Yes, absolutely. The characters dictate some of that. Jackie in 1999, at 37, is more mature and guarded than she was at 17 when she plunged herself into life at The Sandcastle and her intense friendship with Willa. So her inner voice sounds different. The world is different. I want those time periods to play off of each other so they each feel real and we see the contrasts when we pivot back and forth, so we really sense time passing and, most important, so that readers are desperate to know what happened in the past.  

Were any of the musicians, artists, etc. inspired by real-life people? 

Yes. Graham Kingston, Jackie’s uncle, has glimmers of flawed-but-brilliant artists like David Crosby, Jackson Browne, and James Taylor. Willa’s soulfulness and gentle spirit was inspired by Joni Mitchell and Judy Collins, though she’s got more of a fragile, ethereal sound and personality. Bree Lang was inspired by Queen Latifah.  

What are some of your favorite musicians? 

Like Jackie, I adore 70s singers like Debbie Harry, Donna Summer, and like Willa, folkier artists — Joni Mitchell, Joan Armatrading, Judy Collins. I went to the 1999 Lilith Fair show that’s part of Lady Sunshine’s plot, so all of the great 90s female singer-songwriters mentioned in those scenes are favorites. Sarah McLachlan, Indigo Girls, Erykah Badu, Queen Latifah, Natalie Merchant… My more modern obsession is Sharon Van Etten, who has one of the most haunting voices I’ve ever heard. I’ve seen her live twice. I love Wilco (obviously!). I’m so excited that live shows are starting up again, and now that I look back on writing Lady Sunshine in 2020, I realize how much of my longing for live music I channeled into the book. I have tickets to see Counting Crows and Death Cab for Cutie with my family this summer and can’t wait.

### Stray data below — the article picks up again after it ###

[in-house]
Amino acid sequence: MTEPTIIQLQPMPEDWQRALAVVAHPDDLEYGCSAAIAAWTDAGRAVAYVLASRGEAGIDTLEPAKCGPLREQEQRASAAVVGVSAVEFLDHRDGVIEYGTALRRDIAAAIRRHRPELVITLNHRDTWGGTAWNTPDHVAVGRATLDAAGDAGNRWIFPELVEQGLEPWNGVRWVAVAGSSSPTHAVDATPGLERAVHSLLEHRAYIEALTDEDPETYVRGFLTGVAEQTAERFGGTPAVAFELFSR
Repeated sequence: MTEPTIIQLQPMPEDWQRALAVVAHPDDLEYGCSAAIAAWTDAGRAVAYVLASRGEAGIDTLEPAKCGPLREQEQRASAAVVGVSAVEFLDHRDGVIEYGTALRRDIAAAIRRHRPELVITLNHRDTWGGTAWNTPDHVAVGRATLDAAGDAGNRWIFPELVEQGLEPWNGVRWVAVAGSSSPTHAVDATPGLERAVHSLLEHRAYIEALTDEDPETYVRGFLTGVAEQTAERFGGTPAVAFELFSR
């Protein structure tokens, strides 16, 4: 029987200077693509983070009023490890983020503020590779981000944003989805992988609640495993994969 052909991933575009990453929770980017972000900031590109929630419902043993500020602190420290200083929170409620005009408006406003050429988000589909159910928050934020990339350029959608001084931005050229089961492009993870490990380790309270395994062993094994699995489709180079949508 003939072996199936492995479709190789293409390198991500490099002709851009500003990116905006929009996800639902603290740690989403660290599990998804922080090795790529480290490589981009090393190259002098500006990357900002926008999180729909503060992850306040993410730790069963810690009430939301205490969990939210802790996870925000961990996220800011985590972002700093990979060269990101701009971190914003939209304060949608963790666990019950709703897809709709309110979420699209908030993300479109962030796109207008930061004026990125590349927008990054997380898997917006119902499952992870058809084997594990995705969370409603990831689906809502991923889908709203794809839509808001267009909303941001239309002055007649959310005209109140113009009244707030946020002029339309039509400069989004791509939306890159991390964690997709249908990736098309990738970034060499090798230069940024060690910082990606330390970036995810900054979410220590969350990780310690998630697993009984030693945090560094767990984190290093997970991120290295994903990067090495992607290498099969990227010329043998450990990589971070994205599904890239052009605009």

What do you hope are some of the key takeaways from the novel? 

Hmmm… Jackie says about sea glass that “something ugly can become beautiful after a long, long time.” Meaning — we can heal if we’re brave enough. There’s joy in reconnecting with our girlhood selves, and in revisiting our intense girlhood friendships and passions. And art can bring us closer, and endure despite the odds.

What are you currently reading and what’s on your TBR (to be read) list? 

I’m on page 53 of Maggie Shipstead’s Great Circle and already completely drawn in by both timelines. Tears of Amber by Sofia Segovia is wonderful— a sprawling family epic. Honey Girl by Morgan Rogers is a fabulous coming-of-age read. And I have a huge stack of tbrs on my nightstand—Sarah McCraw Crow’s The Wrong Kind of Woman, Jane Healey’s The Secret Stealers, and Peeps by Erin Gordon. 

Click here to order Lady Sunshine.